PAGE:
Web Development Career Change – To Change Or Not To Change

Web Development Career Change

Recently I have been approached by many people who have asked me about DevMountain. They want to know if a web development career change is the right thing for them. For those who don’t know in a nutshell it is an after-hours, intense, web development school located in Provo where you’re trained and mentored by industry experts in 12 weeks to learn how to code.

Those asking me about DevMountain always ask the same follow up question about changing their career. I have had a handful of people saying that they hate their job and how every job posting they see is for a form of programming or tech job. They continue talking about how they aren’t exactly super-stoked about where their life might be headed if they continue on with their current employer.

It doesn’t have to be this way. If you have any sort of interest in web development I say shoot for it. It may be the perfect time for a web development career change. Honestly, I’ve seen more people start doing this thing called “web development” during their current 9-to-5 job and start not only loving it but making a serious living off of it. I know because I did it.

I’ve decided to post my brief story.


No I have never officially changed careers because I have never really officially had a career. I always dabbled in things that strike me as interesting. I graduated this last April from BYU and I haven’t even entertained the idea of a corporate career.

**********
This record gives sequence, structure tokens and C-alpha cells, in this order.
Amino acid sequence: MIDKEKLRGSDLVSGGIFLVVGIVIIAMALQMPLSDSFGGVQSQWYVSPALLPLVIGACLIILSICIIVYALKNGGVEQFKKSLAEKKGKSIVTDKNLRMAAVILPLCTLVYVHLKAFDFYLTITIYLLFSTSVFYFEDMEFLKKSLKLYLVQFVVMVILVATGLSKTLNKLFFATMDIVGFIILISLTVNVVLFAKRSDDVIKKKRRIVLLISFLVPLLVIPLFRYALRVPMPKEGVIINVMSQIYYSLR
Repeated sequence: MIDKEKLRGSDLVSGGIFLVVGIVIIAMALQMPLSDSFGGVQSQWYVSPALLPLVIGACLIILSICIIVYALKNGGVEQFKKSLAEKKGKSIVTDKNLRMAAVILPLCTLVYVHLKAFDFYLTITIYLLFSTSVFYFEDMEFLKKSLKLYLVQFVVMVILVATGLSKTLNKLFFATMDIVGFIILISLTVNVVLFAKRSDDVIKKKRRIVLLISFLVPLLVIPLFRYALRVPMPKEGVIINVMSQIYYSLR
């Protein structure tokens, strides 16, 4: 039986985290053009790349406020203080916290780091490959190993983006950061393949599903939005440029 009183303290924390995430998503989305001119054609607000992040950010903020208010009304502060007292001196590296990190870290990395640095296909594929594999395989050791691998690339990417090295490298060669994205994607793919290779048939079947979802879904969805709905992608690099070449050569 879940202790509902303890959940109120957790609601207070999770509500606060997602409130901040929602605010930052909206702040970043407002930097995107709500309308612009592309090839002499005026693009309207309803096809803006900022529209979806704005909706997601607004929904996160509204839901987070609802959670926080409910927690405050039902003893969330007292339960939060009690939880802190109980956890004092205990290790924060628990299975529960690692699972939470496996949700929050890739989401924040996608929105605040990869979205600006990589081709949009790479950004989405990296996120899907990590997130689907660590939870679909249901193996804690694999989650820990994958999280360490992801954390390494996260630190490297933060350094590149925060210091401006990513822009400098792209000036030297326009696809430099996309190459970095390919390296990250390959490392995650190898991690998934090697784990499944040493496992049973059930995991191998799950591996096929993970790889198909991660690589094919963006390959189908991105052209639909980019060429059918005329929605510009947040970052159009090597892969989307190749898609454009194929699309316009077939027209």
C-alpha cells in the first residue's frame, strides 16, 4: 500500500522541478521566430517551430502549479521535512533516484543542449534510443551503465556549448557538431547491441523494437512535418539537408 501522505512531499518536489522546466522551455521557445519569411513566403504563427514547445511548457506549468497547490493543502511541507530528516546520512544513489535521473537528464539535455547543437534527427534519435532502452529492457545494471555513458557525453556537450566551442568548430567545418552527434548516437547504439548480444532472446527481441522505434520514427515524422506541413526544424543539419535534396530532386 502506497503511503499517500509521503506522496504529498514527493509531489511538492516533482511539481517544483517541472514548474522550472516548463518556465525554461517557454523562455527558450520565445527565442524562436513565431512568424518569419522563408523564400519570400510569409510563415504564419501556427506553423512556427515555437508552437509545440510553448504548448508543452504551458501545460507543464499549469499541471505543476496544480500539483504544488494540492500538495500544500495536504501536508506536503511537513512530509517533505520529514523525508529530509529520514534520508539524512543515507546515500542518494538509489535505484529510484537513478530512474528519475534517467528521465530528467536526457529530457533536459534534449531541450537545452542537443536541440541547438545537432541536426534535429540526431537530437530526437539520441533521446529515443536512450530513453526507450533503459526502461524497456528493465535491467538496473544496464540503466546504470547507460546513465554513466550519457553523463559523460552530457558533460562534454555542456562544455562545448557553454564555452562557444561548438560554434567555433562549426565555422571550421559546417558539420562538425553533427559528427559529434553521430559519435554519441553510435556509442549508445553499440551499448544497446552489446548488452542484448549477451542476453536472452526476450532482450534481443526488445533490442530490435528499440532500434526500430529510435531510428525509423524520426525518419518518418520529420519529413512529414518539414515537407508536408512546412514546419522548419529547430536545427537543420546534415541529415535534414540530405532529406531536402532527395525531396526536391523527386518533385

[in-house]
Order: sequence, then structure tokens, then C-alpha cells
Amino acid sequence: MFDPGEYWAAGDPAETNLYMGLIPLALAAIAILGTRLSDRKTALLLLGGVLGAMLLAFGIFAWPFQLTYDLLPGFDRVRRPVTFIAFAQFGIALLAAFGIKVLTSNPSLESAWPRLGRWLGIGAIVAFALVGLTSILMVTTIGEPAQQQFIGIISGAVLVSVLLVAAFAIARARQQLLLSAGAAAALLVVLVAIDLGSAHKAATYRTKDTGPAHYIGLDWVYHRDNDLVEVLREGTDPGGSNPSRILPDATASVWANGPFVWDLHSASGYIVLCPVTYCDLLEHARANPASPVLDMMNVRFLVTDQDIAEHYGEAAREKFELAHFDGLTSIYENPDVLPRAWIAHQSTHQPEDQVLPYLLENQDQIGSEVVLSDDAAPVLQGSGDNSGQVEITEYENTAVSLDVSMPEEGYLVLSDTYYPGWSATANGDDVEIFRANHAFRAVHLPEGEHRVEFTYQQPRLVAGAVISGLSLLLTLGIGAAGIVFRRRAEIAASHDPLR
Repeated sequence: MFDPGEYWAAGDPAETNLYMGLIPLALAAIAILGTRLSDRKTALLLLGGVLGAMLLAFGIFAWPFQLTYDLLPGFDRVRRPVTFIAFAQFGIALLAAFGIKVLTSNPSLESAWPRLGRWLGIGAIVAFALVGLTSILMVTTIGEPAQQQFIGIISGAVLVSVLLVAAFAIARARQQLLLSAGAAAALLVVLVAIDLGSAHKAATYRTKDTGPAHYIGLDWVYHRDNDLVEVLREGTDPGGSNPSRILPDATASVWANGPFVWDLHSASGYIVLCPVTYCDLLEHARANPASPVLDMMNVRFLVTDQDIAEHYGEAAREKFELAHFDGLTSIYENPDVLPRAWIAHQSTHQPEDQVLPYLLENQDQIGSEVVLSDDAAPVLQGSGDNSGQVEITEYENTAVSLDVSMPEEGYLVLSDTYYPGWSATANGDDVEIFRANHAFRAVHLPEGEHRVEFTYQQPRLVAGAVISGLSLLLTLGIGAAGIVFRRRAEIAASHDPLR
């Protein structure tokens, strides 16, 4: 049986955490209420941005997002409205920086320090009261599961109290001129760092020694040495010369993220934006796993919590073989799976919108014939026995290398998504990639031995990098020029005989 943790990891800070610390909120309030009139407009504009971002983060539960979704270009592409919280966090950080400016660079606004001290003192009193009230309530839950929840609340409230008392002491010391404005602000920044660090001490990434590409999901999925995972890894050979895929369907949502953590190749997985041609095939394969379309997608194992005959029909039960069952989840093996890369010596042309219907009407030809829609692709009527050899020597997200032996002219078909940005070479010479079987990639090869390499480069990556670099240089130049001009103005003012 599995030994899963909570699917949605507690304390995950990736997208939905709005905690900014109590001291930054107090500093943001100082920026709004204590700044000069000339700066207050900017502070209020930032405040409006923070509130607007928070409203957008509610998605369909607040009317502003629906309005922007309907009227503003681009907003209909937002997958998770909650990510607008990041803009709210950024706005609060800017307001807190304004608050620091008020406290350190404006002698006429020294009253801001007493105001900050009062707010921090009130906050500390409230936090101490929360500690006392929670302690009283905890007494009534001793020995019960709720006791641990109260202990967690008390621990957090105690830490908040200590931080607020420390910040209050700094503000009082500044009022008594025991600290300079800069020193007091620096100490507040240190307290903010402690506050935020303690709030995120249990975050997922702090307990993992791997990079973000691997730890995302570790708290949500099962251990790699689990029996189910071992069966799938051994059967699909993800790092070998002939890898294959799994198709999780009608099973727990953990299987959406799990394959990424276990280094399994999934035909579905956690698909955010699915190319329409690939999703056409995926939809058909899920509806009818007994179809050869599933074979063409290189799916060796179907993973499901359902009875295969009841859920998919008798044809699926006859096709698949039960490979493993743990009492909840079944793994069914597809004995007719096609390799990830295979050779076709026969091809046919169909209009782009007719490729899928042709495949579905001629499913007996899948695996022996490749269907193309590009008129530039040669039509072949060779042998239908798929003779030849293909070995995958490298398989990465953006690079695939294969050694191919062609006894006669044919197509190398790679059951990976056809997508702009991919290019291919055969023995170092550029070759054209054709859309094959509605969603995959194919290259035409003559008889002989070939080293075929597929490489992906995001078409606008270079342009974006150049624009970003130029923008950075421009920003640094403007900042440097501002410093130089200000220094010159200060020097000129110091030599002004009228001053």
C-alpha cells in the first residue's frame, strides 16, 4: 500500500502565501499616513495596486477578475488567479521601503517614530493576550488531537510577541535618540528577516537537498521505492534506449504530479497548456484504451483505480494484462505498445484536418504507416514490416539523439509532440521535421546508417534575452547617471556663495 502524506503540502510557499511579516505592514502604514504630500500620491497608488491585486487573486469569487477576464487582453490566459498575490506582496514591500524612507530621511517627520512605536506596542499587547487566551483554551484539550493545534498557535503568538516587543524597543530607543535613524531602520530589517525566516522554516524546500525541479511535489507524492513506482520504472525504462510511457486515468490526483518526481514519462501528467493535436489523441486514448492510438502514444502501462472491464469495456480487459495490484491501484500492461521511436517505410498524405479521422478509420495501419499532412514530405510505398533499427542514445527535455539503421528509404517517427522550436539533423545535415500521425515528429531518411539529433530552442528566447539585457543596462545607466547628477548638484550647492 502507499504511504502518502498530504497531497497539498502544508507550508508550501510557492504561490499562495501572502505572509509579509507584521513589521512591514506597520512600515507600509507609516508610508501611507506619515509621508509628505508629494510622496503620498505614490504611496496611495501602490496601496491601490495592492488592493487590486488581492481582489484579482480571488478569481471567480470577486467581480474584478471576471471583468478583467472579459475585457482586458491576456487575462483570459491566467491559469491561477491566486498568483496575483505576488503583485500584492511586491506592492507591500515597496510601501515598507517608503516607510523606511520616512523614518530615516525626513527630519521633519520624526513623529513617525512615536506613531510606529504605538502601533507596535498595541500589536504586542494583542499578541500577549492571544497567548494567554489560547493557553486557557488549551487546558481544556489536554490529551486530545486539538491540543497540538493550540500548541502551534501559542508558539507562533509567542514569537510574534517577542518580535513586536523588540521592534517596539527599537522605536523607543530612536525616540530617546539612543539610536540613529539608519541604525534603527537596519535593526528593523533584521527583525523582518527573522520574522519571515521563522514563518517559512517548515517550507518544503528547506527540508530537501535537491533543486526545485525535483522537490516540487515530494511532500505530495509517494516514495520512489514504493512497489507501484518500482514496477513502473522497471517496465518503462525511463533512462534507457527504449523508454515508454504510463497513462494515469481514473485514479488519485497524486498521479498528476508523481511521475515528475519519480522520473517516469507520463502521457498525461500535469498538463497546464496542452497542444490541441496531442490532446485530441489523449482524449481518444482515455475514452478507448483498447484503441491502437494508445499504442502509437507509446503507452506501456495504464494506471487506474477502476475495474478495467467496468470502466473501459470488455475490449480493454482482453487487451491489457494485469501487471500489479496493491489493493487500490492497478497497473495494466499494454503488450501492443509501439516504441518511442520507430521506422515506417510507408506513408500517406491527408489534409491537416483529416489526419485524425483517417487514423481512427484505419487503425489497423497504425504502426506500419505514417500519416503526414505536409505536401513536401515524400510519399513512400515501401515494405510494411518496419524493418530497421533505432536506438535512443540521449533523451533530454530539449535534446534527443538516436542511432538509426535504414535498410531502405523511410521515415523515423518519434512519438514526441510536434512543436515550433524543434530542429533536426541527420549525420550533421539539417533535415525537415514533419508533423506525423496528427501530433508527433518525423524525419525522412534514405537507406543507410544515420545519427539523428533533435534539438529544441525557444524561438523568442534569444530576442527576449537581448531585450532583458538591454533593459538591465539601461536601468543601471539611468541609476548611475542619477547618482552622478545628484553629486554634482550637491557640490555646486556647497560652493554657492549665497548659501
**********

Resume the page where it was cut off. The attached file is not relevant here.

Through out college I had a job at a very respectable business here in Provo. I worked early morning hours and then went to school in the late afternoon. This job was a customer service call center. I hated this job. I literally remember wanting to be at school more than at my job (If you know me I hate school!).


While still working this call center job I met a local web developer who I had meet through my father. I expressed interest in learning how to code like him. Luckily for me this programmer had a love for teaching and after some heavy persuading he agreed to teach me.

We met according to his schedule and sometimes only once a week. But eventually he taught me enough to where I felt comfortable to code on my own. I put hours and hours into it everyday because I was so interested. I fell in love with the creation process and seeing the end product in the form of a lit up browser screen.


Before I knew it I bought my first hosting subscription and threw up my first website. I started to learn more and more and finally about 6 months later I found myself landing basic design/html/css jobs for local businesses.

I remember before my very first freelance job, the company wanting to hire me emailed me to ask how much I charged hourly. I had no clue, so naturally I Googled “web design hourly wage”. Google did nothing for me and I ended up telling the company that I charged $50 an hour. That company ended up hiring me. Then later they let me go 2 weeks later because I really honestly didn’t know that much.

I lowered my hourly rate and continued grabbing freelance jobs every chance I could. As my skills went up, so did my pay.


The point of that story isn’t to endorse lying your way into getting a job. The point is to show you that companies are in dire need of web developers of any kind. The point is to show you that these skilled can be learned no matter at what point you are in your life or career.